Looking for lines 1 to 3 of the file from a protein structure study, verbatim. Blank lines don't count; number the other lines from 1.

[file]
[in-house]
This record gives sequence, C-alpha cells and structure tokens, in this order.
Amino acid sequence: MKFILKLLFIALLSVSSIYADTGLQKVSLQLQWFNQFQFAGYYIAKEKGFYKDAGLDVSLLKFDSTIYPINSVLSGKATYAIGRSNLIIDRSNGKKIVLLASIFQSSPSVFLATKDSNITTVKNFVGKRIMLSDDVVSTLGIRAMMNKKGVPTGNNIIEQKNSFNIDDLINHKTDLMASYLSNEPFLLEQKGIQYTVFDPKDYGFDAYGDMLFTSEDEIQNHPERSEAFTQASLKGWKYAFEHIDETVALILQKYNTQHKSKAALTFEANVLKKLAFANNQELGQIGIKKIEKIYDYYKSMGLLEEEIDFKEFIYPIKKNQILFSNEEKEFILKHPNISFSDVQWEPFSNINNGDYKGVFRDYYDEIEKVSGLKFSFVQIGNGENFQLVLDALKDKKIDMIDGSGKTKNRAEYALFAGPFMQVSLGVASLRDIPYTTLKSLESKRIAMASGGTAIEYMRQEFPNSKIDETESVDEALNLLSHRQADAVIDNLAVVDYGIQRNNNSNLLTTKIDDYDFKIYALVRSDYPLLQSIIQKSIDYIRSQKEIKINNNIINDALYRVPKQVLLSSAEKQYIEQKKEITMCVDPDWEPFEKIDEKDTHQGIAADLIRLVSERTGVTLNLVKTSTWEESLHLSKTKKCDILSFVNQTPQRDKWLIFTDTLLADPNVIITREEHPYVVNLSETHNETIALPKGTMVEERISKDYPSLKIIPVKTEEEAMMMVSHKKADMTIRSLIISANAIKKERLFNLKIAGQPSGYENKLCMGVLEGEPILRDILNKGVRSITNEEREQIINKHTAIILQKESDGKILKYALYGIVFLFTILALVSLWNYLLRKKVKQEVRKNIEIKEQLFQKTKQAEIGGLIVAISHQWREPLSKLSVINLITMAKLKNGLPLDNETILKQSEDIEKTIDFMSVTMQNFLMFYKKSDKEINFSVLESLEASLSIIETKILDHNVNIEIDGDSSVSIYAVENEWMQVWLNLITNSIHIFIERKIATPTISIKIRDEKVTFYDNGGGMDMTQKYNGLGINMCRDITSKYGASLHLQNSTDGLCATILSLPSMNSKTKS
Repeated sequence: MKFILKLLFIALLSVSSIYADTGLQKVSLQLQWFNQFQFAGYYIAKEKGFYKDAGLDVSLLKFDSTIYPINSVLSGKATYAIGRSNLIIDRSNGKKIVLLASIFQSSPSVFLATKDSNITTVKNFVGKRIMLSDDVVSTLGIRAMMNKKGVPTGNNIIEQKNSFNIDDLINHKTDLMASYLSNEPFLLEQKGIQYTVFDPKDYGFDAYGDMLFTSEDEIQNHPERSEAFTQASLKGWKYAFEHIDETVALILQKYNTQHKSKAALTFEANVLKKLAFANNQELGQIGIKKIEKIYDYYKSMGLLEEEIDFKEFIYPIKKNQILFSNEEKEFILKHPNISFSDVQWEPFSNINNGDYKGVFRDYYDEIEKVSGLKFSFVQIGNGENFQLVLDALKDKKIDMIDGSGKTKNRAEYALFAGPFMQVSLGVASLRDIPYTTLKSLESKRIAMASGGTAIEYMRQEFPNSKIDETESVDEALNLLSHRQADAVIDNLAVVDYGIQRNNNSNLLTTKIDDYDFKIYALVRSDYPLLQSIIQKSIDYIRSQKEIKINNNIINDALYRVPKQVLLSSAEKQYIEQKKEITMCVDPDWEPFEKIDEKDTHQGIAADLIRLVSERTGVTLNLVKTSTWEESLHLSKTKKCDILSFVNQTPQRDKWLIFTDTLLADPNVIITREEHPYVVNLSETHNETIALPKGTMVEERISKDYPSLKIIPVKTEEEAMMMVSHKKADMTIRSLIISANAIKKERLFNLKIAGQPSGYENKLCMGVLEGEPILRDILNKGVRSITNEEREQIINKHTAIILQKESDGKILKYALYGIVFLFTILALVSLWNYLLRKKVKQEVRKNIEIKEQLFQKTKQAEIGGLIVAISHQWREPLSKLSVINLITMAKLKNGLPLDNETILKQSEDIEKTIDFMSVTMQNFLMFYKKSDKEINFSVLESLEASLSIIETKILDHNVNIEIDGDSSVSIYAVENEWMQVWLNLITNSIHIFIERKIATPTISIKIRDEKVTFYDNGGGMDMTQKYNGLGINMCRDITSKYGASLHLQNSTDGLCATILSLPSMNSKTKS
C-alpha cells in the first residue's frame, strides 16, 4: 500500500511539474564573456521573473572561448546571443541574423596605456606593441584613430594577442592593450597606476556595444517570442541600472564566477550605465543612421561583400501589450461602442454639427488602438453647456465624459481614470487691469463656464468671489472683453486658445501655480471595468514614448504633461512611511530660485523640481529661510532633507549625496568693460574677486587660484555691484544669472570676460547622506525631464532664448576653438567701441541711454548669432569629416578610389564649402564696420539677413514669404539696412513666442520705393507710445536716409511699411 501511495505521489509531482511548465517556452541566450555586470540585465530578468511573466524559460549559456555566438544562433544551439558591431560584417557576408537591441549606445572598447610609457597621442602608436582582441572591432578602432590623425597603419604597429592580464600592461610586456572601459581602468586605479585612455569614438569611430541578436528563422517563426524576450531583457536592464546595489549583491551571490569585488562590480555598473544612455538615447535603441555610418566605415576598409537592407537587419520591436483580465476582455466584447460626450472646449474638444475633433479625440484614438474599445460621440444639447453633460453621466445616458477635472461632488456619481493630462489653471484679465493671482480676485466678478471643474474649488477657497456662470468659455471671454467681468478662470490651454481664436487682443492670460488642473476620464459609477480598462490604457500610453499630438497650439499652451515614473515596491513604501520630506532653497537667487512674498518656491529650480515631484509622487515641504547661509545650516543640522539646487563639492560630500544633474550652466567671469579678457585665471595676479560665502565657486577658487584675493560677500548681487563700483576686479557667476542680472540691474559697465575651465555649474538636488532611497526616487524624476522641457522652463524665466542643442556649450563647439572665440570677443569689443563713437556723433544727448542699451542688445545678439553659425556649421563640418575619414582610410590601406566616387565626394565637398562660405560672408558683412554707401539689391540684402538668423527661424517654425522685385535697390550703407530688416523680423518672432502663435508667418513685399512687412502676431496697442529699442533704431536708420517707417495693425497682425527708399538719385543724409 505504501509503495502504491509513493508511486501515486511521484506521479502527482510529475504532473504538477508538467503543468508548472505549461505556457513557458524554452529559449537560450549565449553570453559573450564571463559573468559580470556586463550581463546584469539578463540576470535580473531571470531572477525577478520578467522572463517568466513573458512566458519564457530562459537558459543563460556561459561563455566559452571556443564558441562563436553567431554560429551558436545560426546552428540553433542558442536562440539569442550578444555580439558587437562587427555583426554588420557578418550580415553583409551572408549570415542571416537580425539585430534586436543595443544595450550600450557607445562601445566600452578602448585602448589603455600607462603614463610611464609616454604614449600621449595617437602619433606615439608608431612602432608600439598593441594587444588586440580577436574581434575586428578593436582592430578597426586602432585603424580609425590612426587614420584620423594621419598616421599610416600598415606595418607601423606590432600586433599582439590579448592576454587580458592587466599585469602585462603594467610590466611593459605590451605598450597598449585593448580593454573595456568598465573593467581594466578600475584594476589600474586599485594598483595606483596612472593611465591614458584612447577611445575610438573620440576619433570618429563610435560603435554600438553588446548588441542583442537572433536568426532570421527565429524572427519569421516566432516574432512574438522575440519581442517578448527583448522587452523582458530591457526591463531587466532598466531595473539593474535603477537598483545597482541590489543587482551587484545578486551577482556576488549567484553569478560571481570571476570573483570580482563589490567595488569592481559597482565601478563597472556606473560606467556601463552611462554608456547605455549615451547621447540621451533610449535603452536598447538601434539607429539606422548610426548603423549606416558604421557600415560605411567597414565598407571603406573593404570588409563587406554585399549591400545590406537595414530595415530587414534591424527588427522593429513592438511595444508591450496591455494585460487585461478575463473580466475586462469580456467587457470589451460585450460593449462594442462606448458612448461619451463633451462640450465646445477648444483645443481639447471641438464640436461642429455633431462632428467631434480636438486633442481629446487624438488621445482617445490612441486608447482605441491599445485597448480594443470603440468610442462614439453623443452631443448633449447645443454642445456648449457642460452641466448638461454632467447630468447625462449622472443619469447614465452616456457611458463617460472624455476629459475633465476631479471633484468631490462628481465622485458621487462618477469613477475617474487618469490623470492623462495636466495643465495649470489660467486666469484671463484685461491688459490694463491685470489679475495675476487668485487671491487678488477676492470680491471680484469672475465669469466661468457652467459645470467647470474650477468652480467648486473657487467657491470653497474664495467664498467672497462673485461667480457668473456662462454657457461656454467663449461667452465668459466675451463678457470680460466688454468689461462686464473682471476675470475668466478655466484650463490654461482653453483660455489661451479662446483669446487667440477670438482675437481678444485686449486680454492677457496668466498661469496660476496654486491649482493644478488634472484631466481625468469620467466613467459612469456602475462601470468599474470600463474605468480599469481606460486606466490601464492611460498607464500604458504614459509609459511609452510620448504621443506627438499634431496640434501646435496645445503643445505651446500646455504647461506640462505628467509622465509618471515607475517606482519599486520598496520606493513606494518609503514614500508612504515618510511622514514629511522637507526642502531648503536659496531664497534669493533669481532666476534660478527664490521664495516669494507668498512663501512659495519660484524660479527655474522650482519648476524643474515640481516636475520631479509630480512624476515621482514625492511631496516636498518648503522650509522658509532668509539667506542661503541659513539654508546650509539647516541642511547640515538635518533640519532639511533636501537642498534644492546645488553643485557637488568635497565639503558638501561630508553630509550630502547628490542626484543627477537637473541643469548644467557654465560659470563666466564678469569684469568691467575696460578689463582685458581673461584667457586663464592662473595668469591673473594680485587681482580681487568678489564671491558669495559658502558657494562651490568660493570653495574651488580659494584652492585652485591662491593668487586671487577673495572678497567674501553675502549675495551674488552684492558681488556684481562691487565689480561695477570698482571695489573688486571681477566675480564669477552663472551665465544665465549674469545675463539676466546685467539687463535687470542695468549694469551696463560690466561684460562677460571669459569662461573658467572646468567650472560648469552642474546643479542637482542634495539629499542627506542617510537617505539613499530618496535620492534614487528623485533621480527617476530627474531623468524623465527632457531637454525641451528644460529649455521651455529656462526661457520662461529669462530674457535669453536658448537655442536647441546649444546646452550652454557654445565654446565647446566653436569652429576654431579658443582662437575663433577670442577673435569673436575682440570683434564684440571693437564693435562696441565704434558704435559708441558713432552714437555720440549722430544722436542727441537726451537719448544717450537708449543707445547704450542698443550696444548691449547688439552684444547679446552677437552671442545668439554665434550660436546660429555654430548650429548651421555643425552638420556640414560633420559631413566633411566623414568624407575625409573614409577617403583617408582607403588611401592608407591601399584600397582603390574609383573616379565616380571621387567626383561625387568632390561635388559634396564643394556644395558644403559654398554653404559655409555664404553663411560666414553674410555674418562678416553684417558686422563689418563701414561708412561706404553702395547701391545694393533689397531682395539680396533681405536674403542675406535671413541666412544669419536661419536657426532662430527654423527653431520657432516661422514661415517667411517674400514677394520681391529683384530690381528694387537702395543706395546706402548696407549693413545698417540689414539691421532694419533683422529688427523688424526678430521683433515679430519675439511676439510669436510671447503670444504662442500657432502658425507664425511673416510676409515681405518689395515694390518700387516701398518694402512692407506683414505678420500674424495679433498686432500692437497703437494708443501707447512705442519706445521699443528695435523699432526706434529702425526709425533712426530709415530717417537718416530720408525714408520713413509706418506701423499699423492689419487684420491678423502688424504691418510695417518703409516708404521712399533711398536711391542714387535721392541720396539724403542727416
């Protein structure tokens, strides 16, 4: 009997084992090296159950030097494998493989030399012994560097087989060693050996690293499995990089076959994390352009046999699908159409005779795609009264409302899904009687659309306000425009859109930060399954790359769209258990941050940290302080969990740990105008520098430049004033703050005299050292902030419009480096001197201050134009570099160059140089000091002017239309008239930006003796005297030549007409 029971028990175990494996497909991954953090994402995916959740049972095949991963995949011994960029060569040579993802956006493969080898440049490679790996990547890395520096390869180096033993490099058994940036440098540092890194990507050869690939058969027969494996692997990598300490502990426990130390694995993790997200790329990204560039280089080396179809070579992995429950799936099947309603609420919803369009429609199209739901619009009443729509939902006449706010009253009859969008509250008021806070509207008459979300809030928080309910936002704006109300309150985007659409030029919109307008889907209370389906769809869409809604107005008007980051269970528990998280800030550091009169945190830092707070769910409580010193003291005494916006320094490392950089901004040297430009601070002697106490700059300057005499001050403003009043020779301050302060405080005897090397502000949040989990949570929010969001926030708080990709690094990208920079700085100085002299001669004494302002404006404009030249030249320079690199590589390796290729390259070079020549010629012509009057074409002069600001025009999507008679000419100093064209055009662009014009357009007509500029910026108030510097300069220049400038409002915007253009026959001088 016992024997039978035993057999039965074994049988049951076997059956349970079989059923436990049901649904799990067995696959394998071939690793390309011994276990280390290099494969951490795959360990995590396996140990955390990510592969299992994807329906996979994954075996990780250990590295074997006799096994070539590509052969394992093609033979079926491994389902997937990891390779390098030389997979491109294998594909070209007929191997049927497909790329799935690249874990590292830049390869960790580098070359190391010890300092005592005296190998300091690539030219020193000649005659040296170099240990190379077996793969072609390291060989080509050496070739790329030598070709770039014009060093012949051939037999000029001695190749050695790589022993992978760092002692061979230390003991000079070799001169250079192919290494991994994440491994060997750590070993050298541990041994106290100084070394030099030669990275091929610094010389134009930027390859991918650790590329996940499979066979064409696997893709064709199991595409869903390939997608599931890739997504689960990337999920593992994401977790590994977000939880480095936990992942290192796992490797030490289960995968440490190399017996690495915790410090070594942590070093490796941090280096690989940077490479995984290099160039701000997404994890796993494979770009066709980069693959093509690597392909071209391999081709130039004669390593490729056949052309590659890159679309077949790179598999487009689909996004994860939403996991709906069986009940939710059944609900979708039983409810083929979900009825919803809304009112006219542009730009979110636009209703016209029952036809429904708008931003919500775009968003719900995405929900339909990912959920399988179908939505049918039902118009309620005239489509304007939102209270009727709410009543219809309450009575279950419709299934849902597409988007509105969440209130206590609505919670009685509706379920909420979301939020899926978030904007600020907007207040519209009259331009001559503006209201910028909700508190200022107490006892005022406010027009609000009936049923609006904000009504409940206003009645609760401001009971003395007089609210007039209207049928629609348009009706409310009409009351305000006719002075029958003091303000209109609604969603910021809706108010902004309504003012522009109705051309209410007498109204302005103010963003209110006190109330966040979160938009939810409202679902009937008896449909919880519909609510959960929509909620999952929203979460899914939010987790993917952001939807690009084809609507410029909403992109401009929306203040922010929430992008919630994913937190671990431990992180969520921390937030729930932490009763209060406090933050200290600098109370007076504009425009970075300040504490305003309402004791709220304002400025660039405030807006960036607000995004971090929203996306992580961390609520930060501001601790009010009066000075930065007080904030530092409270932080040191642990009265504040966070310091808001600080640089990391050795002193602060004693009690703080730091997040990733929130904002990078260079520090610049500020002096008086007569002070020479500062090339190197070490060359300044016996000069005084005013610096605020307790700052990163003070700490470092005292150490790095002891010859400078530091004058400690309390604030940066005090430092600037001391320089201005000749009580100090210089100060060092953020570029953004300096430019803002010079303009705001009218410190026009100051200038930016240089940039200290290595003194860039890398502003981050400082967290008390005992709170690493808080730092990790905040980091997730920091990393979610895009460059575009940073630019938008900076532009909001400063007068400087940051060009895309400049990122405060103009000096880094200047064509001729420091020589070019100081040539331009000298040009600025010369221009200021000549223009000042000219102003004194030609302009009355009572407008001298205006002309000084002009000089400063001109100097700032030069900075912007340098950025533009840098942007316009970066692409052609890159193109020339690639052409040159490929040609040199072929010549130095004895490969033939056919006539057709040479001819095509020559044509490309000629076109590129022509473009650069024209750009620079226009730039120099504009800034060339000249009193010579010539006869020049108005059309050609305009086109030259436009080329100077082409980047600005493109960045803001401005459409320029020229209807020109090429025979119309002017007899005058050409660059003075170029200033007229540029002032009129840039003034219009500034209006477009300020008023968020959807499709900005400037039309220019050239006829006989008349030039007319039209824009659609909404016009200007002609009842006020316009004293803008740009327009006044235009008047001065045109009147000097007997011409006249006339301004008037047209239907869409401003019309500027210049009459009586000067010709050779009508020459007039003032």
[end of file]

[in-house]
This record gives sequence, C-alpha cells and structure tokens, in this order.
Amino acid sequence: MKFILKLLFIALLSVSSIYADTGLQKVSLQLQWFNQFQFAGYYIAKEKGFYKDAGLDVSLLKFDSTIYPINSVLSGKATYAIGRSNLIIDRSNGKKIVLLASIFQSSPSVFLATKDSNITTVKNFVGKRIMLSDDVVSTLGIRAMMNKKGVPTGNNIIEQKNSFNIDDLINHKTDLMASYLSNEPFLLEQKGIQYTVFDPKDYGFDAYGDMLFTSEDEIQNHPERSEAFTQASLKGWKYAFEHIDETVALILQKYNTQHKSKAALTFEANVLKKLAFANNQELGQIGIKKIEKIYDYYKSMGLLEEEIDFKEFIYPIKKNQILFSNEEKEFILKHPNISFSDVQWEPFSNINNGDYKGVFRDYYDEIEKVSGLKFSFVQIGNGENFQLVLDALKDKKIDMIDGSGKTKNRAEYALFAGPFMQVSLGVASLRDIPYTTLKSLESKRIAMASGGTAIEYMRQEFPNSKIDETESVDEALNLLSHRQADAVIDNLAVVDYGIQRNNNSNLLTTKIDDYDFKIYALVRSDYPLLQSIIQKSIDYIRSQKEIKINNNIINDALYRVPKQVLLSSAEKQYIEQKKEITMCVDPDWEPFEKIDEKDTHQGIAADLIRLVSERTGVTLNLVKTSTWEESLHLSKTKKCDILSFVNQTPQRDKWLIFTDTLLADPNVIITREEHPYVVNLSETHNETIALPKGTMVEERISKDYPSLKIIPVKTEEEAMMMVSHKKADMTIRSLIISANAIKKERLFNLKIAGQPSGYENKLCMGVLEGEPILRDILNKGVRSITNEEREQIINKHTAIILQKESDGKILKYALYGIVFLFTILALVSLWNYLLRKKVKQEVRKNIEIKEQLFQKTKQAEIGGLIVAISHQWREPLSKLSVINLITMAKLKNGLPLDNETILKQSEDIEKTIDFMSVTMQNFLMFYKKSDKEINFSVLESLEASLSIIETKILDHNVNIEIDGDSSVSIYAVENEWMQVWLNLITNSIHIFIERKIATPTISIKIRDEKVTFYDNGGGMDMTQKYNGLGINMCRDITSKYGASLHLQNSTDGLCATILSLPSMNSKTKS